Shaista Aziz, Huda Jawad and Amna Abdullatif, who are known as The Three Hijabis, attend an iftar at Wembley Stadium in London. Photo: TheThreeHijabis / X

While it is a deeply crying shame that there is any need for such activism, learning about the efforts of the internet-famous #TheThreeHijabis fills one with greater pride than a trophy-winning goal.

Shaista Aziz, Huda Jawad and Amna Abdullatif sparked a Twitter storm in 2021 when they posted a pic of themselves in a bar watching England beat Ukraine alongside a thread on “the importance of an anti-racist, inclusive England team and why representation matters”. This response sparked a public discourse and led them to create a petition calling for racists to be banned from football for life … over a million signatures later and the rest is still shaping sporting history.

Tim Stickings caught up with the inspirational trio this week to learn where they are up to with their mission and to get their take on the coming Euro 2024 tournament and the Paris Olympics.

“One of the biggest things that we feel has changed is how everyone is willing to talk about equality and diversity in sport,” said Ms Jawad.

It is a great read – here.

And while I have you on the footy and the “summer of sport” – don’t miss this on Ukraine’s national team hoping to lift spirits in troubling times, and bookmark the latest Abtal, our podcast with Arab Olympic athletes. In this episode, host Reem Abulleil is joined by Lebanese trap shooter Ray Bassil, who is gearing up for her fourth consecutive Olympic Games this summer.

 
 

SNAPSHOT

Muslim worshippers pray around the Kaaba at the Grand Mosque in Makkah. AFP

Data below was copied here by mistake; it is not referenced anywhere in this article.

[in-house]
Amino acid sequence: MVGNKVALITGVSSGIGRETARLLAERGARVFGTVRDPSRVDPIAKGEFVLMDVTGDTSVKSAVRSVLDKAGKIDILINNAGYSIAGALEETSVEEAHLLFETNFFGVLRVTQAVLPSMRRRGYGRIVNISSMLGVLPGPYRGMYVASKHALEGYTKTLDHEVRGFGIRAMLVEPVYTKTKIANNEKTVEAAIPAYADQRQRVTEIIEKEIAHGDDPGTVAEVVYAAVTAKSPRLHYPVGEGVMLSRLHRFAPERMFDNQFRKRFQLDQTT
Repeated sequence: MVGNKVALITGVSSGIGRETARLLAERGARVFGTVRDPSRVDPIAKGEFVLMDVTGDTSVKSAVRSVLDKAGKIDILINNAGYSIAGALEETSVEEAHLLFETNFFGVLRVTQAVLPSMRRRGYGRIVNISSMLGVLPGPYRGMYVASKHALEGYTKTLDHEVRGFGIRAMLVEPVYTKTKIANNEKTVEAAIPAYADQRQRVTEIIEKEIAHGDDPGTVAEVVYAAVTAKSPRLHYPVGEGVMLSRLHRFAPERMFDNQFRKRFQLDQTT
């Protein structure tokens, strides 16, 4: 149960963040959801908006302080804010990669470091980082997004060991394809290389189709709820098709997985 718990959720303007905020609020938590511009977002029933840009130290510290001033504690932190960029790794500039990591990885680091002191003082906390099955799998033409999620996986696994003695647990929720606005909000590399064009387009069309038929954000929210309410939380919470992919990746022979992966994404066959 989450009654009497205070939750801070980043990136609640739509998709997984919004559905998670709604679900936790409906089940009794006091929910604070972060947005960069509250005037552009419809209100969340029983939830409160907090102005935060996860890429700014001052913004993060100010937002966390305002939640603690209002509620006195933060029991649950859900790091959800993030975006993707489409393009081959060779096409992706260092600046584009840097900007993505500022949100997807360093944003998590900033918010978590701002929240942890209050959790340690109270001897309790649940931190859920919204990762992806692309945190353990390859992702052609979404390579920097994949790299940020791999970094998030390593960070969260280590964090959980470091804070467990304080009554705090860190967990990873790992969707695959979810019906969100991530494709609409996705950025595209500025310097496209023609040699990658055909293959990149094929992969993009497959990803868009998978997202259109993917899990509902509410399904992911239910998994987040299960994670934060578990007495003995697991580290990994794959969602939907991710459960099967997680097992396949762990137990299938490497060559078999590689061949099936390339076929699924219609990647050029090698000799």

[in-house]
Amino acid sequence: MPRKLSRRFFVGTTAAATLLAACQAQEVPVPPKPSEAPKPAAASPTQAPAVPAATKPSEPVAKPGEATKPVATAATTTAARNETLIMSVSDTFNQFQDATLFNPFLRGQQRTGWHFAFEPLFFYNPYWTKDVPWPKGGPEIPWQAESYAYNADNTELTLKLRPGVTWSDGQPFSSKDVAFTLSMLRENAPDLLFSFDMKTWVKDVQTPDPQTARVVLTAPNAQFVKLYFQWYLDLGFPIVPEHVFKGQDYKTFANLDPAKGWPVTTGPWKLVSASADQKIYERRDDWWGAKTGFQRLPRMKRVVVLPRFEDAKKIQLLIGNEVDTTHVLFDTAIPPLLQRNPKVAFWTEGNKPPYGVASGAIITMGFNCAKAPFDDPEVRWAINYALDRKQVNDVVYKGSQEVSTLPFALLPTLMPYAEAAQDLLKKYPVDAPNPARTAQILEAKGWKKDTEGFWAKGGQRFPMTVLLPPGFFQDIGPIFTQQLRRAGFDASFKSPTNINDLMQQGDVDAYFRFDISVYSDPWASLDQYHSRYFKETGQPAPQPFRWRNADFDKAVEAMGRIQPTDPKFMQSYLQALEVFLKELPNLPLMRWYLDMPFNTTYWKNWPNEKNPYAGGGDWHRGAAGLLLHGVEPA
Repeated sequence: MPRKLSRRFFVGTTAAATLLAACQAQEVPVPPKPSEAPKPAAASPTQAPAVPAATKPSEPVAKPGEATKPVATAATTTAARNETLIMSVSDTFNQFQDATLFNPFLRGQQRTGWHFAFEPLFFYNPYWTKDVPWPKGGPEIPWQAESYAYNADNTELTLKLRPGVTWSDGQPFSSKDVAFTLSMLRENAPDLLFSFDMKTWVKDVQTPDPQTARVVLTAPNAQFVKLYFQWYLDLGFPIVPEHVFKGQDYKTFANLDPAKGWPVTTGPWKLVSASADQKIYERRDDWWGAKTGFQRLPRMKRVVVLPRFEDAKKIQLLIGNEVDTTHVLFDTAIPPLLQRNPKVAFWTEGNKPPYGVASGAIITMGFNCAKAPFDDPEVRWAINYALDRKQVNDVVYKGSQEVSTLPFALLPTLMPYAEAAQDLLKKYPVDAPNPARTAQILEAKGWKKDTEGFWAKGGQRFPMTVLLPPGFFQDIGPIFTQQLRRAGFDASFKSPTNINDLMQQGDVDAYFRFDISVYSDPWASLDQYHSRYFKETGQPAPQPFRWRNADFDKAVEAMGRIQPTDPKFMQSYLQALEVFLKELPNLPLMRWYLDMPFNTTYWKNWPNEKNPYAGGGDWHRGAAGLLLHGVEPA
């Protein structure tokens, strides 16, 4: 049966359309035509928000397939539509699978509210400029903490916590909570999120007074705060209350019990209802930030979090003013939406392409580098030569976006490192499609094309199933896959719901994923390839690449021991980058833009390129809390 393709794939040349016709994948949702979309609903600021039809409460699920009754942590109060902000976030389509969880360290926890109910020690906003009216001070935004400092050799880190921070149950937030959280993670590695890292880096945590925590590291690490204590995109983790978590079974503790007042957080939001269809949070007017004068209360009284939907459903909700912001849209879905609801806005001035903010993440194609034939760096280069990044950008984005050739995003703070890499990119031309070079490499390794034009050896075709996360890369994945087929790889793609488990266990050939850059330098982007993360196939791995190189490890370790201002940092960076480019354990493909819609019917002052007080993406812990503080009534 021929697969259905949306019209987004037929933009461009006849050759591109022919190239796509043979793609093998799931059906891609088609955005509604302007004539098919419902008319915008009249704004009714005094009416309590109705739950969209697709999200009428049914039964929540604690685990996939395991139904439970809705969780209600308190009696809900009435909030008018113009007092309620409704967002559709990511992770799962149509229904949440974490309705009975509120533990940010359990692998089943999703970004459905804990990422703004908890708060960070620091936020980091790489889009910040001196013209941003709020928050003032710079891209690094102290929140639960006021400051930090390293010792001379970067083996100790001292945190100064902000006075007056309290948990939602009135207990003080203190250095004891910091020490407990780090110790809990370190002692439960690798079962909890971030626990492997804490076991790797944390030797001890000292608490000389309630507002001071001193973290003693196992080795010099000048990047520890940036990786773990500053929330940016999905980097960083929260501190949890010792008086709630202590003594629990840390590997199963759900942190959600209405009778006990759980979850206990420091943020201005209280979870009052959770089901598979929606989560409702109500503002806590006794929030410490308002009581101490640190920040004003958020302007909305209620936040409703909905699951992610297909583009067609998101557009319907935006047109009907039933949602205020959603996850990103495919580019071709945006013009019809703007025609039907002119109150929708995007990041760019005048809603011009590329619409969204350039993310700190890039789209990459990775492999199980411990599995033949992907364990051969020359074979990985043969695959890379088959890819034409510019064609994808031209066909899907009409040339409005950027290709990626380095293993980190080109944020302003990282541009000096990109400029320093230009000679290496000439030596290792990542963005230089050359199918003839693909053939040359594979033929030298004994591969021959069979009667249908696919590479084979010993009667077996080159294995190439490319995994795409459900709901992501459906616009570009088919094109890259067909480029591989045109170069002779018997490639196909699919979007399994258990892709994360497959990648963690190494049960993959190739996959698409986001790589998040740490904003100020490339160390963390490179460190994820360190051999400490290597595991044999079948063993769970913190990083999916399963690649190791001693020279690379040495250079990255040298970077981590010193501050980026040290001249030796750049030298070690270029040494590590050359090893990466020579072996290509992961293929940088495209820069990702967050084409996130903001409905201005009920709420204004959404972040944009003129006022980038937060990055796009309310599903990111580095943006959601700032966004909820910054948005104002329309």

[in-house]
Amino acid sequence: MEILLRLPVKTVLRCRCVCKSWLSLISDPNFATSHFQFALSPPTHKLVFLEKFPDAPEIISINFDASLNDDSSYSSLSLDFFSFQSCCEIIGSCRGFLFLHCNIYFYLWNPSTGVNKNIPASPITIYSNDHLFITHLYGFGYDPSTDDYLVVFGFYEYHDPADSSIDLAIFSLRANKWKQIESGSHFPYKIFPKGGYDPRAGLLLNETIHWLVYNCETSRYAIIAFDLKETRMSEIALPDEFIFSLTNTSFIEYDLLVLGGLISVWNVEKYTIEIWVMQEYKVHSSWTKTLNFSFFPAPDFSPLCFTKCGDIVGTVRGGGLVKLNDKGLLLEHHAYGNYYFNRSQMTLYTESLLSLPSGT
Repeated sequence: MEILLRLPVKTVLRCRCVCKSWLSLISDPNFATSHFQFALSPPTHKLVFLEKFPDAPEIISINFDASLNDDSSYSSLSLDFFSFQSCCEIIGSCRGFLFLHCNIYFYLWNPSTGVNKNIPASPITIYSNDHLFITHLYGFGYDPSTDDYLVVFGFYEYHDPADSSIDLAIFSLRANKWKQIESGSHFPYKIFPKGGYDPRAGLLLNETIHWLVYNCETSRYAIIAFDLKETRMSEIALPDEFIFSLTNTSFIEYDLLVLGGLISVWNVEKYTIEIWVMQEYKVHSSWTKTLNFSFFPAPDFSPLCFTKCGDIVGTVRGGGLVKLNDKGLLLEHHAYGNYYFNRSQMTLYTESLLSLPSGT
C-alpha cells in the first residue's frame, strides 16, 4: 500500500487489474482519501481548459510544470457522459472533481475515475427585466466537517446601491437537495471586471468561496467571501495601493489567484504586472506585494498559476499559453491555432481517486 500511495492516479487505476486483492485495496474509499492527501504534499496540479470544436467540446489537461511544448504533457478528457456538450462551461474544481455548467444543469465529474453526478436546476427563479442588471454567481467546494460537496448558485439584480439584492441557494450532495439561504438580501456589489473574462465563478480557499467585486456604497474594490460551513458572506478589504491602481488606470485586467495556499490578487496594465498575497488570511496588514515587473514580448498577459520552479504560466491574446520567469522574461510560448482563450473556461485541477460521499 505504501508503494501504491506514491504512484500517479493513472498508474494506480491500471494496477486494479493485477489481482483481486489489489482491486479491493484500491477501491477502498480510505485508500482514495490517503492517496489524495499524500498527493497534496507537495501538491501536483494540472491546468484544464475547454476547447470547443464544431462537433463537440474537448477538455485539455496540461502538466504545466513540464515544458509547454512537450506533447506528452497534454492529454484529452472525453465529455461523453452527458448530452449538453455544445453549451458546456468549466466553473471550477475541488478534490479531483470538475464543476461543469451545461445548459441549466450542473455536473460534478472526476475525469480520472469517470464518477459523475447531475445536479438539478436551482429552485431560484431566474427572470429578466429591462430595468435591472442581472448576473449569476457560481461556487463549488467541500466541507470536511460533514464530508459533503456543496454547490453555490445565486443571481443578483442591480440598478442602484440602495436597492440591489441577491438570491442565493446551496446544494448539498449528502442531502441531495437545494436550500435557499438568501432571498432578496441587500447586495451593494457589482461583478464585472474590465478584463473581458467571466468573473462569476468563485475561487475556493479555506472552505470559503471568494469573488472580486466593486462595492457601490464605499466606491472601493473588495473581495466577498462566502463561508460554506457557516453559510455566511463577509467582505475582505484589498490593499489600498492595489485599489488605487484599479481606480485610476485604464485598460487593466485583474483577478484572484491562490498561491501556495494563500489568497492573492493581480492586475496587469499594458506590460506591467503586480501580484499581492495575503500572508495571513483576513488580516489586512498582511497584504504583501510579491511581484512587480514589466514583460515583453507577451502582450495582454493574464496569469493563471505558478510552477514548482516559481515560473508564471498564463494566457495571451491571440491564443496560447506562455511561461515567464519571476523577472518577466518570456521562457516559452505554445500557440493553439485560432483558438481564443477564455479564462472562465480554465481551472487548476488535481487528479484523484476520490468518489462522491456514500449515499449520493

Muslim worshippers pray around the Kaaba at the Grand Mosque in Makkah. AFP

The annual Hajj pilgrimage has begun in Saudi Arabia.

Officials said more than 1.5 million foreign pilgrims had arrived in the country this week, joining hundreds of thousands of Saudis and other resident pilgrims.

The Hajj, among the world's largest religious gatherings, is one of the five pillars of Islam. All Muslims are required to undertake it at least once in their lives if they are physically and financially able to do so.

Bahraini pilgrim Ahmed Mohammed, who is accompanying his ageing father this year, told The National: “Many don’t get the chance or wait their whole life to perform the Hajj, but this year we were so happy when we made the cut.”

From the special moments to the special measures for pilgrims who need additional support – you can follow Hajj reports and updates as they happen – here.

Discover the stories behind more captivating photos this week

This week's selection includes the Rubik's Cube's 50th anniversary, a giant panda's birthday and dragon boat racers.
This week's selection includes the Rubik's Cube's 50th anniversary, a giant panda's birthday and dragon boat racers.
 

IMPACT ON INSTAGRAM

A selection of positive stories on @thenationalimpact
A selection of positive stories on @thenationalimpact
 

HIGHLIGHTS

Does our love of coffee have to be bad for the planet?
Scientists' work in space provides clues on how to stop ageing
Prostate cancer-killing ultrasound therapy to be offered in Dubai
Updated: June 14, 2024, 7:37 AM